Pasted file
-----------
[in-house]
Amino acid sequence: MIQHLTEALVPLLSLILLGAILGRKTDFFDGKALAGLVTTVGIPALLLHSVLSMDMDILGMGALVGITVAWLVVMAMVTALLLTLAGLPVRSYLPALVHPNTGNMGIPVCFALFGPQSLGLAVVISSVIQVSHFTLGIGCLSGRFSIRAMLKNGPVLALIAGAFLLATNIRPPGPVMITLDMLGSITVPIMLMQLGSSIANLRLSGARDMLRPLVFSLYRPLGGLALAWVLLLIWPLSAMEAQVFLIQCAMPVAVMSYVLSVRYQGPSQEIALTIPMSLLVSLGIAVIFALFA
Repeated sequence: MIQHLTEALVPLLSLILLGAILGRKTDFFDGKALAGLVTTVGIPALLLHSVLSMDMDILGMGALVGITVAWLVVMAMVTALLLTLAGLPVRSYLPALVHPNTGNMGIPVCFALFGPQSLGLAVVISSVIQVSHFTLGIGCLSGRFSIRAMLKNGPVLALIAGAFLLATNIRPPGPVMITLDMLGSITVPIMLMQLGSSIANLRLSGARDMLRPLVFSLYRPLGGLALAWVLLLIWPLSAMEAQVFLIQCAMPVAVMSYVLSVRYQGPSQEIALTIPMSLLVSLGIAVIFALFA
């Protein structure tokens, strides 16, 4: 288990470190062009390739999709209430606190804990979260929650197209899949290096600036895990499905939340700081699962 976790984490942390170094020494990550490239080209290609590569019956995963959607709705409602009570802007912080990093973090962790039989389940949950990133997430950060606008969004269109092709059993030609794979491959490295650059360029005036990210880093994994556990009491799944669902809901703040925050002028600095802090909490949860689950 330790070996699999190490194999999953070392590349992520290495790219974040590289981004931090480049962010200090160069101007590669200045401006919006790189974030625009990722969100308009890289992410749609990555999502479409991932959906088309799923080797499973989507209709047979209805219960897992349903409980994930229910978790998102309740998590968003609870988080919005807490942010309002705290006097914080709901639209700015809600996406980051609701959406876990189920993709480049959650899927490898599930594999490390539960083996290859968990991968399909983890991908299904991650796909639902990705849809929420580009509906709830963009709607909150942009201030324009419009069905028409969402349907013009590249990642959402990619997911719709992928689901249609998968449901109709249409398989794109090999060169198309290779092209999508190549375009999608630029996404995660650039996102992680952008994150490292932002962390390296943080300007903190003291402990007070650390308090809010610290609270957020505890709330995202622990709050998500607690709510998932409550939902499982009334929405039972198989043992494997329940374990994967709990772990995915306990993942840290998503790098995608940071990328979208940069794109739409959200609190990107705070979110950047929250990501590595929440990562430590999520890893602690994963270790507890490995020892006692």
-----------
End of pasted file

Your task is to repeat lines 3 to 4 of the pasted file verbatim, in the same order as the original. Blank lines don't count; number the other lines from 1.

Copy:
Repeated sequence: MIQHLTEALVPLLSLILLGAILGRKTDFFDGKALAGLVTTVGIPALLLHSVLSMDMDILGMGALVGITVAWLVVMAMVTALLLTLAGLPVRSYLPALVHPNTGNMGIPVCFALFGPQSLGLAVVISSVIQVSHFTLGIGCLSGRFSIRAMLKNGPVLALIAGAFLLATNIRPPGPVMITLDMLGSITVPIMLMQLGSSIANLRLSGARDMLRPLVFSLYRPLGGLALAWVLLLIWPLSAMEAQVFLIQCAMPVAVMSYVLSVRYQGPSQEIALTIPMSLLVSLGIAVIFALFA
């Protein structure tokens, strides 16, 4: 288990470190062009390739999709209430606190804990979260929650197209899949290096600036895990499905939340700081699962 976790984490942390170094020494990550490239080209290609590569019956995963959607709705409602009570802007912080990093973090962790039989389940949950990133997430950060606008969004269109092709059993030609794979491959490295650059360029005036990210880093994994556990009491799944669902809901703040925050002028600095802090909490949860689950 330790070996699999190490194999999953070392590349992520290495790219974040590289981004931090480049962010200090160069101007590669200045401006919006790189974030625009990722969100308009890289992410749609990555999502479409991932959906088309799923080797499973989507209709047979209805219960897992349903409980994930229910978790998102309740998590968003609870988080919005807490942010309002705290006097914080709901639209700015809600996406980051609701959406876990189920993709480049959650899927490898599930594999490390539960083996290859968990991968399909983890991908299904991650796909639902990705849809929420580009509906709830963009709607909150942009201030324009419009069905028409969402349907013009590249990642959402990619997911719709992928689901249609998968449901109709249409398989794109090999060169198309290779092209999508190549375009999608630029996404995660650039996102992680952008994150490292932002962390390296943080300007903190003291402990007070650390308090809010610290609270957020505890709330995202622990709050998500607690709510998932409550939902499982009334929405039972198989043992494997329940374990994967709990772990995915306990993942840290998503790098995608940071990328979208940069794109739409959200609190990107705070979110950047929250990501590595929440990562430590999520890893602690994963270790507890490995020892006692």